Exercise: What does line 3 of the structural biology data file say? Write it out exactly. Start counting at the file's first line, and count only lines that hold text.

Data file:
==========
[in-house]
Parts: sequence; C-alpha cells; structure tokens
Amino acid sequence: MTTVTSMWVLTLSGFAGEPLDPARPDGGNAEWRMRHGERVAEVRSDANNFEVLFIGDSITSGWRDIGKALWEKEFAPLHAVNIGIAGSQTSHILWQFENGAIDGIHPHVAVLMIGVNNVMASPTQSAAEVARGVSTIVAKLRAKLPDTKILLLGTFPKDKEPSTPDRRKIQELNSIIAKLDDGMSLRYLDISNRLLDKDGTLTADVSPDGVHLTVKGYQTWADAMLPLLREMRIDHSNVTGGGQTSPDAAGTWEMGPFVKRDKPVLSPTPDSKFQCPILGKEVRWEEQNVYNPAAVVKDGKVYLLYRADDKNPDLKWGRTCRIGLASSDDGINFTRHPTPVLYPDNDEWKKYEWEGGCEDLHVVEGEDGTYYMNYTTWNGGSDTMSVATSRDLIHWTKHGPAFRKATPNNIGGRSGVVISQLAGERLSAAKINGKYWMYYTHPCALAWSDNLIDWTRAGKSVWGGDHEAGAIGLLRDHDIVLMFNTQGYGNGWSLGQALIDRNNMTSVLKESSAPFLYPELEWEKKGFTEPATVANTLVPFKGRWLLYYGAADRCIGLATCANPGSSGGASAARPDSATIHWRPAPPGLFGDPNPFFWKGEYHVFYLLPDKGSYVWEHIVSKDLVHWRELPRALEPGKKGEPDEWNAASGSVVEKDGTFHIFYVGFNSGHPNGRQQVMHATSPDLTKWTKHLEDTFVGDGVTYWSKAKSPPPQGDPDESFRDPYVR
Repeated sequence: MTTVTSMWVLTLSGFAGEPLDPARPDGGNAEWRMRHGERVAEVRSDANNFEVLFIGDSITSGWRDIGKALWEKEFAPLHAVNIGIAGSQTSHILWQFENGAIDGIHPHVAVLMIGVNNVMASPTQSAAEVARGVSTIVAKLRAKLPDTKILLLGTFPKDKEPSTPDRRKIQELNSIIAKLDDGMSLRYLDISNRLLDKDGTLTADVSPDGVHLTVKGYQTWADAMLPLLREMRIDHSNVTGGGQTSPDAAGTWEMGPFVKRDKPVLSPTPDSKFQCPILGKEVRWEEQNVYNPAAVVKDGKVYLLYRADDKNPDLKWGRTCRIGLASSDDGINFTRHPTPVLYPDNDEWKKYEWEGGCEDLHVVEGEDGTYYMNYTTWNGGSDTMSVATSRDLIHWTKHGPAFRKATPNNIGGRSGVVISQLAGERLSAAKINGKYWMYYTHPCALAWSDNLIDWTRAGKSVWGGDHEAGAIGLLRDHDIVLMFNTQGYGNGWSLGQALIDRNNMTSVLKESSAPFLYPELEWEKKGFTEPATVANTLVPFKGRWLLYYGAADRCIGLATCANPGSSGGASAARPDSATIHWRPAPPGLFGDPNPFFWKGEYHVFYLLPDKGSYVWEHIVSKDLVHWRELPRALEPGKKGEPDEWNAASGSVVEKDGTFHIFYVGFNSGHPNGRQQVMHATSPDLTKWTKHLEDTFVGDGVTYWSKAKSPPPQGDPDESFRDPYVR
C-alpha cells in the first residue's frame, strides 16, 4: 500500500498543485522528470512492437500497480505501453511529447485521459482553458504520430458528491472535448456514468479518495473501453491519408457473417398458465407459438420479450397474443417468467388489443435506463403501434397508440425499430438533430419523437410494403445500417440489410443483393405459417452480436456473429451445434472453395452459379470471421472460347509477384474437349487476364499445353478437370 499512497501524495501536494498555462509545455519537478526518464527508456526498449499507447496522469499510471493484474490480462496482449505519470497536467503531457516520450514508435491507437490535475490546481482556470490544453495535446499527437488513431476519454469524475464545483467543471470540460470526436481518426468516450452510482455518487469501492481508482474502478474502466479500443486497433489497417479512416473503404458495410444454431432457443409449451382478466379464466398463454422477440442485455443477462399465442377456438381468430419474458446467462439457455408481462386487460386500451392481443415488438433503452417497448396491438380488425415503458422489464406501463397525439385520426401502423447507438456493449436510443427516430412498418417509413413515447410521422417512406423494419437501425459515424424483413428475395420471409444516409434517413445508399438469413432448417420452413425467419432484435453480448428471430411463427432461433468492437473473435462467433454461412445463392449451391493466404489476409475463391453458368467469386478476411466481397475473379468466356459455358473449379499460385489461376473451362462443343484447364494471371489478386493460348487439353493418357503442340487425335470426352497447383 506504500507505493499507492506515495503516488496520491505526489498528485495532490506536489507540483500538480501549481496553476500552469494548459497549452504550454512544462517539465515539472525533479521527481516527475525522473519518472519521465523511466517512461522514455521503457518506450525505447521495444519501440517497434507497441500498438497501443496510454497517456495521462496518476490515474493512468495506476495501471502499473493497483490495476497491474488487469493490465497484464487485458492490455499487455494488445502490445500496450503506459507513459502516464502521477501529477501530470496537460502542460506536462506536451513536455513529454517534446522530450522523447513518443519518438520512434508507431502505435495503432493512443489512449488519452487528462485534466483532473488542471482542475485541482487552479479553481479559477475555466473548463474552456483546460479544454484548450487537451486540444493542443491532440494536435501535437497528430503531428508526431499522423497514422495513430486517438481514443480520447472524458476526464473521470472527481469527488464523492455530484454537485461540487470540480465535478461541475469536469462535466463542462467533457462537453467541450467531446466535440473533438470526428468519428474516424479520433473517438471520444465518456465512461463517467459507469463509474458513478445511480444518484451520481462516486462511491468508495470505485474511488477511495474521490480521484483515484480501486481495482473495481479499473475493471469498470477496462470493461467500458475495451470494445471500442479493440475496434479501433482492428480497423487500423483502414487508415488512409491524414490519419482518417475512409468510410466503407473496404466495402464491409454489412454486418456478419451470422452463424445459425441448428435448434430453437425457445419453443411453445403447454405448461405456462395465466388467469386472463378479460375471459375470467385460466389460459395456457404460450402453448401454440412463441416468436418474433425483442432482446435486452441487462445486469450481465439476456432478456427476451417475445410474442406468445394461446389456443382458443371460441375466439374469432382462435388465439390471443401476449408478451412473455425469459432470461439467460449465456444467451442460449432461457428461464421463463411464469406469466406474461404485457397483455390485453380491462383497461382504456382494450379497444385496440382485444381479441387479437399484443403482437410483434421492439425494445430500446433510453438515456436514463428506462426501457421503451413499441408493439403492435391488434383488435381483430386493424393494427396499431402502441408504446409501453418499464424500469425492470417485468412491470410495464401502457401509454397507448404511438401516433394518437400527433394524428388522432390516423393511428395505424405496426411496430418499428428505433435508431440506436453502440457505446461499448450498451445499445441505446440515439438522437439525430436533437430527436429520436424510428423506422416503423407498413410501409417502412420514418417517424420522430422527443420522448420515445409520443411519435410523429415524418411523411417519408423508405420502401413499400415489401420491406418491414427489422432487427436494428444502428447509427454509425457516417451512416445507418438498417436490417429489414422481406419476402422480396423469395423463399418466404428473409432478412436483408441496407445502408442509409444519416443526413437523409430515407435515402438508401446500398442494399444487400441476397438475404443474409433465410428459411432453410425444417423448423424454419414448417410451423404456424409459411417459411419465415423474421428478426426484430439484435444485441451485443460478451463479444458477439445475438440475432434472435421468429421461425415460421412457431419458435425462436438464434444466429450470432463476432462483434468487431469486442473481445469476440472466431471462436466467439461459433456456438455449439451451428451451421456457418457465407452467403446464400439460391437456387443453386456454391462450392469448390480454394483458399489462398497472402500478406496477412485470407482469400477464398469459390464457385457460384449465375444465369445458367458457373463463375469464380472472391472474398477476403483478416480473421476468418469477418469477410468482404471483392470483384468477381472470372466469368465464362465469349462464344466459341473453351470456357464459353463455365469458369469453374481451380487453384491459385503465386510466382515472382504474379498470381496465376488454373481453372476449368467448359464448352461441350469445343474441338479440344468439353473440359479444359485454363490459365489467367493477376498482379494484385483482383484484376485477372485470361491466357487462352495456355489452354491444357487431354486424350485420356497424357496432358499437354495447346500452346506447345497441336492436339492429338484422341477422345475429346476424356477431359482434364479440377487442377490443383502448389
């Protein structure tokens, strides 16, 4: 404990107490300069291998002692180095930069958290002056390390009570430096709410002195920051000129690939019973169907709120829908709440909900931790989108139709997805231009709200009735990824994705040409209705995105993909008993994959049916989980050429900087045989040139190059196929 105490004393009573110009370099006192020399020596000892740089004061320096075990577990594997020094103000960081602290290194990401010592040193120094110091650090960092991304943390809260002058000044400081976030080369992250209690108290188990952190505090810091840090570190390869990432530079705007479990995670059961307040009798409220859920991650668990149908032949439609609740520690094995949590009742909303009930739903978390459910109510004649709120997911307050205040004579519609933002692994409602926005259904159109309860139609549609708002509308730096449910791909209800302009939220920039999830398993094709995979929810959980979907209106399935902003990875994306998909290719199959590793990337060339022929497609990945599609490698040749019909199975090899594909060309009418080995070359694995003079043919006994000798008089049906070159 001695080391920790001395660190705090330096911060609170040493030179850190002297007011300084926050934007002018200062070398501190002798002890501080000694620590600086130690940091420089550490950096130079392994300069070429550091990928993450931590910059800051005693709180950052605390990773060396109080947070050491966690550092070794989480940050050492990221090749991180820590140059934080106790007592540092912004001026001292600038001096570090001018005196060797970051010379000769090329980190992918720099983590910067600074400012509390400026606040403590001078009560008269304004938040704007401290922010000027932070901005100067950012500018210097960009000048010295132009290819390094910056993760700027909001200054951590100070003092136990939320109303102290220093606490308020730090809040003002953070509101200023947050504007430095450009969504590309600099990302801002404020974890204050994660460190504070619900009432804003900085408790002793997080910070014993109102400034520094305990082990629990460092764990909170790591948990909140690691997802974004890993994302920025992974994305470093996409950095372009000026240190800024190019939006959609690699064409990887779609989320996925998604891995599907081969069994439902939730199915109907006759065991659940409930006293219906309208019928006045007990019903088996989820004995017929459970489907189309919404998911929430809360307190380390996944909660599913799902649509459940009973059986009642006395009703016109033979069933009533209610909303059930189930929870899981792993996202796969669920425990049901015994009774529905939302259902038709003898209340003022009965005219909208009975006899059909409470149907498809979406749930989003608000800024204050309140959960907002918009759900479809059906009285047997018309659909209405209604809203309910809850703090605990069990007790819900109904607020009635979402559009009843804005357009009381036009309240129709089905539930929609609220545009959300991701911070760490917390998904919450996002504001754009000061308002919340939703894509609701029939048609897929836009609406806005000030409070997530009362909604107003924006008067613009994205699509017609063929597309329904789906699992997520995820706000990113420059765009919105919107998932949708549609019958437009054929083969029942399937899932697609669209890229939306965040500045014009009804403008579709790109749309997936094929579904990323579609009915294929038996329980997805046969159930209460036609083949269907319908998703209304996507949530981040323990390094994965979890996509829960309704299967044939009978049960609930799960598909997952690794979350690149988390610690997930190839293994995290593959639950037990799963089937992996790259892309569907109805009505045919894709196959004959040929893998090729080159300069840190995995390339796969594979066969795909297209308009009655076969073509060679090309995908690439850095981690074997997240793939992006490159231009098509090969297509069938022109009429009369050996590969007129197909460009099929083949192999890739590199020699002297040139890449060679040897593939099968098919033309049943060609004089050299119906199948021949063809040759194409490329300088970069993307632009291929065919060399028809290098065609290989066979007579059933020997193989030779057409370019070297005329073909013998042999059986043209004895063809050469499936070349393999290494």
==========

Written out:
Amino acid sequence: MTTVTSMWVLTLSGFAGEPLDPARPDGGNAEWRMRHGERVAEVRSDANNFEVLFIGDSITSGWRDIGKALWEKEFAPLHAVNIGIAGSQTSHILWQFENGAIDGIHPHVAVLMIGVNNVMASPTQSAAEVARGVSTIVAKLRAKLPDTKILLLGTFPKDKEPSTPDRRKIQELNSIIAKLDDGMSLRYLDISNRLLDKDGTLTADVSPDGVHLTVKGYQTWADAMLPLLREMRIDHSNVTGGGQTSPDAAGTWEMGPFVKRDKPVLSPTPDSKFQCPILGKEVRWEEQNVYNPAAVVKDGKVYLLYRADDKNPDLKWGRTCRIGLASSDDGINFTRHPTPVLYPDNDEWKKYEWEGGCEDLHVVEGEDGTYYMNYTTWNGGSDTMSVATSRDLIHWTKHGPAFRKATPNNIGGRSGVVISQLAGERLSAAKINGKYWMYYTHPCALAWSDNLIDWTRAGKSVWGGDHEAGAIGLLRDHDIVLMFNTQGYGNGWSLGQALIDRNNMTSVLKESSAPFLYPELEWEKKGFTEPATVANTLVPFKGRWLLYYGAADRCIGLATCANPGSSGGASAARPDSATIHWRPAPPGLFGDPNPFFWKGEYHVFYLLPDKGSYVWEHIVSKDLVHWRELPRALEPGKKGEPDEWNAASGSVVEKDGTFHIFYVGFNSGHPNGRQQVMHATSPDLTKWTKHLEDTFVGDGVTYWSKAKSPPPQGDPDESFRDPYVR